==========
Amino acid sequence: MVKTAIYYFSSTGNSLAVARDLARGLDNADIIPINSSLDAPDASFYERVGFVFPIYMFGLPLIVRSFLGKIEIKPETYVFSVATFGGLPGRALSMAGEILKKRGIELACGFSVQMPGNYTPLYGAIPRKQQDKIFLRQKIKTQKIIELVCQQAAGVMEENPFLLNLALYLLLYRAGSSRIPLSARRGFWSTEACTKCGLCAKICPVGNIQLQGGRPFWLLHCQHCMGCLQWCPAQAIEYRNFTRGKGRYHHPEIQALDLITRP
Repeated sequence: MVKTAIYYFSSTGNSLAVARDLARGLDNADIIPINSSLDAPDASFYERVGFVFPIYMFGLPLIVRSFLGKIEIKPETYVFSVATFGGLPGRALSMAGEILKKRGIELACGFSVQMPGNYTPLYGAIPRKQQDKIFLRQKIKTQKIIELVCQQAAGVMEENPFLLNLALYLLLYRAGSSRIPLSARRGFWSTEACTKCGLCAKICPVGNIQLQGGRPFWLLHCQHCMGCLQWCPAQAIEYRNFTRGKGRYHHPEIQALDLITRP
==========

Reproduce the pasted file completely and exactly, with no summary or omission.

Amino acid sequence: MVKTAIYYFSSTGNSLAVARDLARGLDNADIIPINSSLDAPDASFYERVGFVFPIYMFGLPLIVRSFLGKIEIKPETYVFSVATFGGLPGRALSMAGEILKKRGIELACGFSVQMPGNYTPLYGAIPRKQQDKIFLRQKIKTQKIIELVCQQAAGVMEENPFLLNLALYLLLYRAGSSRIPLSARRGFWSTEACTKCGLCAKICPVGNIQLQGGRPFWLLHCQHCMGCLQWCPAQAIEYRNFTRGKGRYHHPEIQALDLITRP
Repeated sequence: MVKTAIYYFSSTGNSLAVARDLARGLDNADIIPINSSLDAPDASFYERVGFVFPIYMFGLPLIVRSFLGKIEIKPETYVFSVATFGGLPGRALSMAGEILKKRGIELACGFSVQMPGNYTPLYGAIPRKQQDKIFLRQKIKTQKIIELVCQQAAGVMEENPFLLNLALYLLLYRAGSSRIPLSARRGFWSTEACTKCGLCAKICPVGNIQLQGGRPFWLLHCQHCMGCLQWCPAQAIEYRNFTRGKGRYHHPEIQALDLITRP